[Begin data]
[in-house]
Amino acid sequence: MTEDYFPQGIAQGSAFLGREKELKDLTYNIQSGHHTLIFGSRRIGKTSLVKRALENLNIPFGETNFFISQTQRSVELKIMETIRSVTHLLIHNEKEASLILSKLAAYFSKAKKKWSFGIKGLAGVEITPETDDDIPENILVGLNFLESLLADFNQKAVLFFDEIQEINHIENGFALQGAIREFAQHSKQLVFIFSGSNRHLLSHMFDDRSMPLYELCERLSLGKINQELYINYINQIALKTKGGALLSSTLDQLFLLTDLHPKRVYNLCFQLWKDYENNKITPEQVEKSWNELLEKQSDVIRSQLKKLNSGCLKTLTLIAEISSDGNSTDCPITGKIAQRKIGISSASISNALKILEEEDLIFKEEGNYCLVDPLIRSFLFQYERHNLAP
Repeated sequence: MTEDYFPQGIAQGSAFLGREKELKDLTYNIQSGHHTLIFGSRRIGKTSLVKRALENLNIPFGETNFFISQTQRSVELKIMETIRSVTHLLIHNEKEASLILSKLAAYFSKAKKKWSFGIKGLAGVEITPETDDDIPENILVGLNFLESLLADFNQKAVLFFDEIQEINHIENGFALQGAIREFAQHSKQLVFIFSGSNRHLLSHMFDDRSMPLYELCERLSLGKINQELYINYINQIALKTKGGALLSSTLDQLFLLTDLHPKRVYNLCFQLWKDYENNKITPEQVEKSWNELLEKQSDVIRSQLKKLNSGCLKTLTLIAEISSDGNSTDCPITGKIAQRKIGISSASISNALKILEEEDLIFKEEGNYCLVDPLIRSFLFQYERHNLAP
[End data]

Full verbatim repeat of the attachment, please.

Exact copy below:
[in-house]
Amino acid sequence: MTEDYFPQGIAQGSAFLGREKELKDLTYNIQSGHHTLIFGSRRIGKTSLVKRALENLNIPFGETNFFISQTQRSVELKIMETIRSVTHLLIHNEKEASLILSKLAAYFSKAKKKWSFGIKGLAGVEITPETDDDIPENILVGLNFLESLLADFNQKAVLFFDEIQEINHIENGFALQGAIREFAQHSKQLVFIFSGSNRHLLSHMFDDRSMPLYELCERLSLGKINQELYINYINQIALKTKGGALLSSTLDQLFLLTDLHPKRVYNLCFQLWKDYENNKITPEQVEKSWNELLEKQSDVIRSQLKKLNSGCLKTLTLIAEISSDGNSTDCPITGKIAQRKIGISSASISNALKILEEEDLIFKEEGNYCLVDPLIRSFLFQYERHNLAP
Repeated sequence: MTEDYFPQGIAQGSAFLGREKELKDLTYNIQSGHHTLIFGSRRIGKTSLVKRALENLNIPFGETNFFISQTQRSVELKIMETIRSVTHLLIHNEKEASLILSKLAAYFSKAKKKWSFGIKGLAGVEITPETDDDIPENILVGLNFLESLLADFNQKAVLFFDEIQEINHIENGFALQGAIREFAQHSKQLVFIFSGSNRHLLSHMFDDRSMPLYELCERLSLGKINQELYINYINQIALKTKGGALLSSTLDQLFLLTDLHPKRVYNLCFQLWKDYENNKITPEQVEKSWNELLEKQSDVIRSQLKKLNSGCLKTLTLIAEISSDGNSTDCPITGKIAQRKIGISSASISNALKILEEEDLIFKEEGNYCLVDPLIRSFLFQYERHNLAP